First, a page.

Practice What You Preach Black Panther

Cesar Villa

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The “Black Panther” film has surpassed the $700 million mark as of Monday in the worldwide box office, so why won’t Marvel Studios and parent Walt Disney Company listen to their fans that are petitioning them to donate 25 percent of the films income instead of the lousy $1 million they allocated recently to Boys and Girls Clubs of America.

With the enormous amount of revenue “Black Panther” made in just a week about a film that advocates helping oppressed minorities, can’t they actually help the oppressed minorities that are supporting the movie?

Disney has already generated over $4 billion from the last three Star Wars films and “Black Panther” is sure to be on its way to hit that billion dollar mark, so is Disney’s contribution really all that special?

People need to open their eyes and demand more than just the production of a fictitious movie that’s turning a profit off of cultural representation because not everyone was able to see the movie without some help.

Snoop Dogg, T.I. and Serena Williams are just some of the celebrities that donated thousands in either buying tickets or renting out movie theaters to help children of low income families see the movie.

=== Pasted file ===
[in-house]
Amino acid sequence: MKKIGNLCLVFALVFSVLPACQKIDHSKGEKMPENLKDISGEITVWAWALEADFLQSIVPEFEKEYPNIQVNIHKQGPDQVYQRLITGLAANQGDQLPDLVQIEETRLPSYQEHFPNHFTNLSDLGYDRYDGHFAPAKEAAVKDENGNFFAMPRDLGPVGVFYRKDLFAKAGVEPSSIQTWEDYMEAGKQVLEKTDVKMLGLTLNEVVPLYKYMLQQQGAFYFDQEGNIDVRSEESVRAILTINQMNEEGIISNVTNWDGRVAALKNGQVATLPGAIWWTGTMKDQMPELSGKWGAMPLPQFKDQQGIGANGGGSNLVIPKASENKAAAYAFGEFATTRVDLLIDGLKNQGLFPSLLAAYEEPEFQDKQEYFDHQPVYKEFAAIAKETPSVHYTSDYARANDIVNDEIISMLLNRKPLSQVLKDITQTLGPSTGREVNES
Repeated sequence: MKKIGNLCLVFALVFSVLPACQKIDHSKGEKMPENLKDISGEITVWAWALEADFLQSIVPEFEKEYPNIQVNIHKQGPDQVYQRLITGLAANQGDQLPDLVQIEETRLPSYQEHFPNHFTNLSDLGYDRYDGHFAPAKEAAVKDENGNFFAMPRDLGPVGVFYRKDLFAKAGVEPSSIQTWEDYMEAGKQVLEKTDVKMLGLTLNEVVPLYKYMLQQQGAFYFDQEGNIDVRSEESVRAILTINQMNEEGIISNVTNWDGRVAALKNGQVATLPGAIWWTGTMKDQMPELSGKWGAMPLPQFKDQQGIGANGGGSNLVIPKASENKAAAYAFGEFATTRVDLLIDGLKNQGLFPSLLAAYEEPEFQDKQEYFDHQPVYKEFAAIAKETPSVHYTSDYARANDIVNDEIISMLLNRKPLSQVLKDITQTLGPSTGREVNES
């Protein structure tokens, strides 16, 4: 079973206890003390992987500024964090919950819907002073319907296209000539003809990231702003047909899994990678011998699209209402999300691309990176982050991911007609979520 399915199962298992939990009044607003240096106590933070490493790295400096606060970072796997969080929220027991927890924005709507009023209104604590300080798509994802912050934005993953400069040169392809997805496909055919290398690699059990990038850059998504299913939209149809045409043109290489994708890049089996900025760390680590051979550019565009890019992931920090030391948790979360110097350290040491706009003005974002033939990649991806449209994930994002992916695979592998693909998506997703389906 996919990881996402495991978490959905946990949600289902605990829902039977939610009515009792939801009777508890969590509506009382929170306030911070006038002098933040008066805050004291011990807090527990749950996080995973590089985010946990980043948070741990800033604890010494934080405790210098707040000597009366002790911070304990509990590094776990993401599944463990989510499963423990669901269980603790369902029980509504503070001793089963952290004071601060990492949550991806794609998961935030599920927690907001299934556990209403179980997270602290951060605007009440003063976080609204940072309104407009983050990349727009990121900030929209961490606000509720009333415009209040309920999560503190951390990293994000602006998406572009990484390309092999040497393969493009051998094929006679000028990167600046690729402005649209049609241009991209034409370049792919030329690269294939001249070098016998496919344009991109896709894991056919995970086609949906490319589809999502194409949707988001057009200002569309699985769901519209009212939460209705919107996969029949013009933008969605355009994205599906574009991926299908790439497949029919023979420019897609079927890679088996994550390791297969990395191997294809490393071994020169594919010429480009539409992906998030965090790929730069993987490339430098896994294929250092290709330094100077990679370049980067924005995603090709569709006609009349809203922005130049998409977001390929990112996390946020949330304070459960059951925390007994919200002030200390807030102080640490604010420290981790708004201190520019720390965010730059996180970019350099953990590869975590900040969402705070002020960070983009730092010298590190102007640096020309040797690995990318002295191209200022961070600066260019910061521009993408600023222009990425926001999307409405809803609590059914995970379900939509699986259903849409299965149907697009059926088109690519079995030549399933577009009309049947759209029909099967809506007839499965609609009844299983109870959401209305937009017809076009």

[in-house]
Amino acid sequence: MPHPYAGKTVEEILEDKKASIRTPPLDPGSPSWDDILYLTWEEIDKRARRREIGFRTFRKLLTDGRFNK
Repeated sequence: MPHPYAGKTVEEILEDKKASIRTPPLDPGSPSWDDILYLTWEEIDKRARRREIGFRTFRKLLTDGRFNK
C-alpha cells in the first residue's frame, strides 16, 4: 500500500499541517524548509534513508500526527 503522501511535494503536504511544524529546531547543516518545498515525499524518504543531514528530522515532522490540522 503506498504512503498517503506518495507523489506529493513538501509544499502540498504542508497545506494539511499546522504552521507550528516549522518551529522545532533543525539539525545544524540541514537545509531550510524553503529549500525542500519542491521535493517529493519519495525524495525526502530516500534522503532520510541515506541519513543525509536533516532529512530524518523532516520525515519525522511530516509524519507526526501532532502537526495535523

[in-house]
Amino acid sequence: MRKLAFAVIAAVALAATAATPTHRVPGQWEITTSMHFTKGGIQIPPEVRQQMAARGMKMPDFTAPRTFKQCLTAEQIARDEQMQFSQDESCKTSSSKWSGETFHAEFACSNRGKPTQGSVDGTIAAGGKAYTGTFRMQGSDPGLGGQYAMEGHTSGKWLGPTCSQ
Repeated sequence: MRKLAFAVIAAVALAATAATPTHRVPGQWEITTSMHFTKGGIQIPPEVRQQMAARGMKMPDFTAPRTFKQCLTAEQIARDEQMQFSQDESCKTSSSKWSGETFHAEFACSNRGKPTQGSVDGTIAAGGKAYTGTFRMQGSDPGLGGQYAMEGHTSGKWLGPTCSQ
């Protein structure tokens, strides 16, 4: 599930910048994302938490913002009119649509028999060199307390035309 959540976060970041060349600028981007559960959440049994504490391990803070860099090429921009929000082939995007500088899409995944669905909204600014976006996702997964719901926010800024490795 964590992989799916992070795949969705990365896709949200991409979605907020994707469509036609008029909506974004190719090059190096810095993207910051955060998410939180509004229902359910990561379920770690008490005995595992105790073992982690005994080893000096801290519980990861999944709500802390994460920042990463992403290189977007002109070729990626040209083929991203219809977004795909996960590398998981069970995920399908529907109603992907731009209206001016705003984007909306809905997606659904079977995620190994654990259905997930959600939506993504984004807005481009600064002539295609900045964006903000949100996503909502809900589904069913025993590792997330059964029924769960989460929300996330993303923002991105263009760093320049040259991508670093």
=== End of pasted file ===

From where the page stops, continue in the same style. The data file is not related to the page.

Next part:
We need to petition Marvel Studios to do what T’Challa did for his people and spread the wealth not the chump change.

With just a quarter of the $700 million, it could help with the infrastructure of poverty stricken communities, it could invest in programs which focus on the fields of: science, technology, engineering and mathematics (S.T.E.M.).

Although the film has a dominant black workforce in front and behind the camera and is suppose to inspire the black community with an African American superhero, but why stop there?

It is no coincidence that “Black Panther” debuted in Black History Month or that Gil-Scott Heron’s famous lyric “The Revolution Will Not Be Televised” (a song that promotes black awareness) was used in the official trailer.

Sadly these were marketing ploys intended to appeal to their target audience along with the creation of an African-American superhero.

People can’t relate to T’Challa because he is the king of a utopian world that’s never dealt with racism.

Erik Killmonger (Michael B. Jordan), on the other hand has been left in Oakland, California, without a father and an outcast of Wakanda, all because he wanted to help his people overcome oppression with the vast wealth and technology his home country had to offer.

A lot of people can sympathize with Killmonger because they can feel the discrimination, the obstacles, the injustices, and all the frustration that comes from being a minority in America.

Although Killmonger and his father had more extremist ideas of helping their people fight back against oppression, their cause was noble, help the poor, help their people.

Disney needs to replicate the premise of “Black Panther” and turn it into a reality because their white ancestors can’t just appropriate all that culture and get away with it.

 

 

 

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